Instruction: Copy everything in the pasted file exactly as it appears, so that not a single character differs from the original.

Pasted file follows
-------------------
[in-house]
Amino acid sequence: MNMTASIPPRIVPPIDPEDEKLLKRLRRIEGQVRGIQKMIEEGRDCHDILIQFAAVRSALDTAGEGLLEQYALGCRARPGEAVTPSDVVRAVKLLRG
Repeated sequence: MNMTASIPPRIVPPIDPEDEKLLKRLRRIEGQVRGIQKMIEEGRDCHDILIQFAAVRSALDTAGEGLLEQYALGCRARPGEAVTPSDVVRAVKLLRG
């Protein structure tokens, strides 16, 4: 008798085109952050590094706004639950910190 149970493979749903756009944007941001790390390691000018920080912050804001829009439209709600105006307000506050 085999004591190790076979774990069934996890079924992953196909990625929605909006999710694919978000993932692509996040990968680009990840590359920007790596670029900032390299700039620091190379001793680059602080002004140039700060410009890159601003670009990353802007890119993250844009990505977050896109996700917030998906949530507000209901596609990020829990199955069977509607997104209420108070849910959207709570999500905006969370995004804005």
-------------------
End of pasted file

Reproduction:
[in-house]
Amino acid sequence: MNMTASIPPRIVPPIDPEDEKLLKRLRRIEGQVRGIQKMIEEGRDCHDILIQFAAVRSALDTAGEGLLEQYALGCRARPGEAVTPSDVVRAVKLLRG
Repeated sequence: MNMTASIPPRIVPPIDPEDEKLLKRLRRIEGQVRGIQKMIEEGRDCHDILIQFAAVRSALDTAGEGLLEQYALGCRARPGEAVTPSDVVRAVKLLRG
């Protein structure tokens, strides 16, 4: 008798085109952050590094706004639950910190 149970493979749903756009944007941001790390390691000018920080912050804001829009439209709600105006307000506050 085999004591190790076979774990069934996890079924992953196909990625929605909006999710694919978000993932692509996040990968680009990840590359920007790596670029900032390299700039620091190379001793680059602080002004140039700060410009890159601003670009990353802007890119993250844009990505977050896109996700917030998906949530507000209901596609990020829990199955069977509607997104209420108070849910959207709570999500905006969370995004804005």